OK, everything's not perfect with a state space plot. Imagine you want to plot the motion of a hidden lab orbiting around the Earth. What would this l

OK, everything’s not perfect with a state space plot. Imagine you want to plot the motion of a hidden lab orbiting around the Earth. What would this look like? Honestly, it wouldn’t be so easy. In the oscillating spring example, it’s in one dimension. This means there is only one value for the position (the x value) and one value for the velocity (the x velocity). But real life is in 3D. The real position would be a 3D vector (with three values—x, y, and z). Also, the velocity would be a 3D vector with components in the x, y and z directions. That’s six values. You would need six coordinates to fully plot the state space for an orbiting object. Good luck trying to draw a 6D object.

Even if you assumed an object had a flat orbit in the x-y plane, that would still be two coordinates for position and two for velocity—a 4D plot. Oh but I’m going to make one for you anyway. One way to get this to work is to make two state space plots—one for the x vs. v_{x} and one for y vs. v_{y}. I didn’t want it to be boring, so this is for a non-circular orbit around the Earth.

Of course, you are still waiting for the answer to the very important question—would this work? Could you give the state vectors for an orbiting space lab and then find it six years later? Maybe.

Let’s say you know the EXACT position and velocity of some object at some EXACT time. If you know all the forces acting on that object, then yes—you could use the initial conditions (position and velocity) and find the position and velocity at any time in the future. But what if you don’t know all the forces and interactions? If there are some forces that you don’t account for (like air drag), then the velocity and position will change from what you expect. Even a small interaction can make a big difference over a time scale of six years.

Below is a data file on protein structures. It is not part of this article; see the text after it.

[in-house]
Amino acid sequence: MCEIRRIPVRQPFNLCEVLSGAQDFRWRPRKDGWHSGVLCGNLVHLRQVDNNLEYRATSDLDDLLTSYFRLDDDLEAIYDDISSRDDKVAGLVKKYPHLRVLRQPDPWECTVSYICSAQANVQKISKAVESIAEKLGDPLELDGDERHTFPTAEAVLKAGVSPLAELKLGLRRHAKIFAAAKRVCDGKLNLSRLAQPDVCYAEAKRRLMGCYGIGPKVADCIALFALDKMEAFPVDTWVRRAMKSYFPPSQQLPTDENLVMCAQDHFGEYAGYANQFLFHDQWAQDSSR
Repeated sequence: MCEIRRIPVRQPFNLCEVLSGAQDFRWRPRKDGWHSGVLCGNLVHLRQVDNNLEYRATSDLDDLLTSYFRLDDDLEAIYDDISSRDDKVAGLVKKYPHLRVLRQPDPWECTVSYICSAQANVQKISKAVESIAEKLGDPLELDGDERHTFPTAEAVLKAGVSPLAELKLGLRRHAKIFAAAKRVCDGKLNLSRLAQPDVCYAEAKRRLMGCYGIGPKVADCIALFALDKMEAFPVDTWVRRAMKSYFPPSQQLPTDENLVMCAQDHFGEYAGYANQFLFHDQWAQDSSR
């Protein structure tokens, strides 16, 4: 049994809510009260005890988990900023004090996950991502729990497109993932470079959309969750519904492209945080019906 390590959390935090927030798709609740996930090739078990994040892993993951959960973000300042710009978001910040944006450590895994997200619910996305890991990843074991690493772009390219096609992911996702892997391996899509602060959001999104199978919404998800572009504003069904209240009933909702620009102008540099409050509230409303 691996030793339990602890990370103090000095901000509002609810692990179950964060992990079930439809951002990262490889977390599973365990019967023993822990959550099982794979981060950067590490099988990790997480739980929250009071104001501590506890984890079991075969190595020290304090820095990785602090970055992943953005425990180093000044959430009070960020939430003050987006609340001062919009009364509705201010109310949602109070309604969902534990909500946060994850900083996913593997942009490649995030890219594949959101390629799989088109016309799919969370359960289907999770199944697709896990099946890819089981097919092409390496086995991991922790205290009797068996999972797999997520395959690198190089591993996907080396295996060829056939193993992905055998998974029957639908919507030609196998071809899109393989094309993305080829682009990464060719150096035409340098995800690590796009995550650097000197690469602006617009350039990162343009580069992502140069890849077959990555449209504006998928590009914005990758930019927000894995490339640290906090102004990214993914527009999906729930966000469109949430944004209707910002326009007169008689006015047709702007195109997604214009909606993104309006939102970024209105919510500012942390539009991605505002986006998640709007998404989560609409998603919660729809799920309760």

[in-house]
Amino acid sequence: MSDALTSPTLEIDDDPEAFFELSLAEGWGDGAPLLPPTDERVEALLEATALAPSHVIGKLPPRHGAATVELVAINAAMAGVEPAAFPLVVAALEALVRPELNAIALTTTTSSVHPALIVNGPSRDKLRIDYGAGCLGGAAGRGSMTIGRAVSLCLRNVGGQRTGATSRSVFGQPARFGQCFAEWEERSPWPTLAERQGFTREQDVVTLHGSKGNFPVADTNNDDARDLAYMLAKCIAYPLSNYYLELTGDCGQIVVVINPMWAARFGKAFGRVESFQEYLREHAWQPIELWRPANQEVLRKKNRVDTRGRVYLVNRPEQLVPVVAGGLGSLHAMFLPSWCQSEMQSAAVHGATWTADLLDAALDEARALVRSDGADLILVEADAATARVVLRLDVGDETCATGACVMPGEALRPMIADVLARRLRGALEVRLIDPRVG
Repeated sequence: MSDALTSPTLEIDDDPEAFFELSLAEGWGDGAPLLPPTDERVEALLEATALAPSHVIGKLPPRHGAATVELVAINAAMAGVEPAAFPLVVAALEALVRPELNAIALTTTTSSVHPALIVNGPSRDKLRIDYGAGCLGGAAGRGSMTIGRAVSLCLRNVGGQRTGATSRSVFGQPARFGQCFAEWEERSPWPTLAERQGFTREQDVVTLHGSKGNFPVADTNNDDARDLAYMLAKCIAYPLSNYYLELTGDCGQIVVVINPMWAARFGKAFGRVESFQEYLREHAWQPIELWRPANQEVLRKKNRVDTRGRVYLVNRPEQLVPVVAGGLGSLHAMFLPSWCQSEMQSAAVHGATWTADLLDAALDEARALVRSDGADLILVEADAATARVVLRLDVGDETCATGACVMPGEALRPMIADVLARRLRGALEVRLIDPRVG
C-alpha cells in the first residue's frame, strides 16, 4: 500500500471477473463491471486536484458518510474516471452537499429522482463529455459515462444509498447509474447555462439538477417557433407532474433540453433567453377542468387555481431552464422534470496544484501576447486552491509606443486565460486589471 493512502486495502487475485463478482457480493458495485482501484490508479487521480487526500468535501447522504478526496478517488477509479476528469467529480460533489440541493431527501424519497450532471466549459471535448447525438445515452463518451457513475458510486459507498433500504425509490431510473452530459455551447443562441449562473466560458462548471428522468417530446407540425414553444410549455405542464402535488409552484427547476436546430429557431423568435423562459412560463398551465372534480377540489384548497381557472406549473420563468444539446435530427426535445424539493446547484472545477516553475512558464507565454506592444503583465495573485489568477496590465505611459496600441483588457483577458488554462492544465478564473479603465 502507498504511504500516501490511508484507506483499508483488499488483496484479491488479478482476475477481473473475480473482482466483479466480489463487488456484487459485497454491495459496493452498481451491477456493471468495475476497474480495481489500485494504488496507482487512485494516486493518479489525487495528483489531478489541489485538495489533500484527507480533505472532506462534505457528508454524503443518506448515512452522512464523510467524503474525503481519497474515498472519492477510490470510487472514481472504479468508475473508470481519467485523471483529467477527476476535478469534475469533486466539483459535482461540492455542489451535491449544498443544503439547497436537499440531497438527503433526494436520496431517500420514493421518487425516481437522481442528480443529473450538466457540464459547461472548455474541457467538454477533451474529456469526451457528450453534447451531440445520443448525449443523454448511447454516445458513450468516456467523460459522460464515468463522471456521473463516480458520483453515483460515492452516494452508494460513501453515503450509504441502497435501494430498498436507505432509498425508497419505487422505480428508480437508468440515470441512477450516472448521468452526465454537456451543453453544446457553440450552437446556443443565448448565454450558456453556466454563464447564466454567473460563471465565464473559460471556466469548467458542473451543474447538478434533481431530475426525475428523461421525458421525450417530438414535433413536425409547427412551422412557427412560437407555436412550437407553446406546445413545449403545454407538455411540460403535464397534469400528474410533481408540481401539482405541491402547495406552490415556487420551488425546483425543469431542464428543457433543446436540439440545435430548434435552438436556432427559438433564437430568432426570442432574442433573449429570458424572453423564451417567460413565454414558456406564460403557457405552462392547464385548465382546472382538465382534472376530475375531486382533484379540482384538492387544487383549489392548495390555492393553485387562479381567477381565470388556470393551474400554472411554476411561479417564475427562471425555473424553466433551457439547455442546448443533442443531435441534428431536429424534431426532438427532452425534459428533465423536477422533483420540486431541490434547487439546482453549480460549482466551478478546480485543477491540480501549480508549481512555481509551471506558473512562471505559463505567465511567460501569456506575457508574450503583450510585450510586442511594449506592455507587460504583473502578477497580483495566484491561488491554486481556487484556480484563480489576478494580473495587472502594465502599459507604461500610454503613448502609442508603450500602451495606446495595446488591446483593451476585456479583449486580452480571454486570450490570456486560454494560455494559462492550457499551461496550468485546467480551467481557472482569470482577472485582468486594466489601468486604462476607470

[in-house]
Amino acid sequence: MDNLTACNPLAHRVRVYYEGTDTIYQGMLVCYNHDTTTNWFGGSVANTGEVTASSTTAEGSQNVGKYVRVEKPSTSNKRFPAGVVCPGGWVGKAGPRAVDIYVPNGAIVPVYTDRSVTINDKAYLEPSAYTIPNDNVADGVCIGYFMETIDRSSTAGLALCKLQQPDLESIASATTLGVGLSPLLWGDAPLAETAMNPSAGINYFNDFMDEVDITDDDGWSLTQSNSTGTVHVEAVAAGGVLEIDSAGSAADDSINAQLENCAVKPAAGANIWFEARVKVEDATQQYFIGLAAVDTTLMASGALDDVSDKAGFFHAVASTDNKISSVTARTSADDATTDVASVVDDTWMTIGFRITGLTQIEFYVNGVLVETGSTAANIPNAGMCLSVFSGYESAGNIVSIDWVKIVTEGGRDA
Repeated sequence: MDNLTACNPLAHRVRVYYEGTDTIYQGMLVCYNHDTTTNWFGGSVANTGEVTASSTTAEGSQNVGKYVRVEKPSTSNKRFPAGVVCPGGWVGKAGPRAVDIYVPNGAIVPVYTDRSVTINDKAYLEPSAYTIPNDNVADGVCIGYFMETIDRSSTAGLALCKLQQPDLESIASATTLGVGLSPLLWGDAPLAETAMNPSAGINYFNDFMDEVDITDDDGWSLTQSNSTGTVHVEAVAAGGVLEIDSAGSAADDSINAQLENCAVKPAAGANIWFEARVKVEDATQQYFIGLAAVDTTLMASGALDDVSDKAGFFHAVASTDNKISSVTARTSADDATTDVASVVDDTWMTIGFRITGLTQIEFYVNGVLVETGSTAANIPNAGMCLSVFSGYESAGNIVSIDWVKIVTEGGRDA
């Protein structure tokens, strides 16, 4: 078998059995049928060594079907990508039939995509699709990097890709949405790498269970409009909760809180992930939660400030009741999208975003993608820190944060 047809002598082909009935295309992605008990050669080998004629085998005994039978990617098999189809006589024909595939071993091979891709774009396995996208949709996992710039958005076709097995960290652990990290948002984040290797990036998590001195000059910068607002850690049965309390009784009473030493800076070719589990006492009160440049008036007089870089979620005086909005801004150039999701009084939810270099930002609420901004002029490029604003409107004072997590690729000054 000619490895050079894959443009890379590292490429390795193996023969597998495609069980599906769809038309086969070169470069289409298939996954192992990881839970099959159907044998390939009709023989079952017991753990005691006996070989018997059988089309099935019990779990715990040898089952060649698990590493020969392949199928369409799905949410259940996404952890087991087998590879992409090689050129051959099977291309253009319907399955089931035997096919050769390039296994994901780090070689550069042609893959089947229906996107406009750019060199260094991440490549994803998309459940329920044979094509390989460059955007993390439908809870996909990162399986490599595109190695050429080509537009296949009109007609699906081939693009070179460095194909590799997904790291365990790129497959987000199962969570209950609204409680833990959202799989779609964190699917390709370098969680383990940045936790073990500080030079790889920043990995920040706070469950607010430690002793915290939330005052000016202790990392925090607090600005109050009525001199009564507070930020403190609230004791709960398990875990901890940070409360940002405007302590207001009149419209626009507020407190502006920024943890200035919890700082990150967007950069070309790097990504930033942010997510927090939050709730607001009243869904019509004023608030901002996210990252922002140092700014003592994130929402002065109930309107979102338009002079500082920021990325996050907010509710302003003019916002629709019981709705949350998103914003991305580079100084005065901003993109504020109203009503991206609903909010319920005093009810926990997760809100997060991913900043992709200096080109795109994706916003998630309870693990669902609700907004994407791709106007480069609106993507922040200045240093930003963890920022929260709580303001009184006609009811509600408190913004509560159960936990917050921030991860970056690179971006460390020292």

In fact, objects like the International Space Station do have some extra small interactions with the Earth’s atmosphere. Even at an altitude of 400 km (like the ISS), there is a tiny bit of air. As the space station moves through this tiny amount of air, there is a backwards pushing force that decreases the velocity (and messes up your state space plot). Wait! It’s even worse. The amount of air drag on the space station changes over time as the atmosphere expands and contracts with changes in weather. So, it’s pretty much impossible to know how the state vectors for an orbiting object will change over time.

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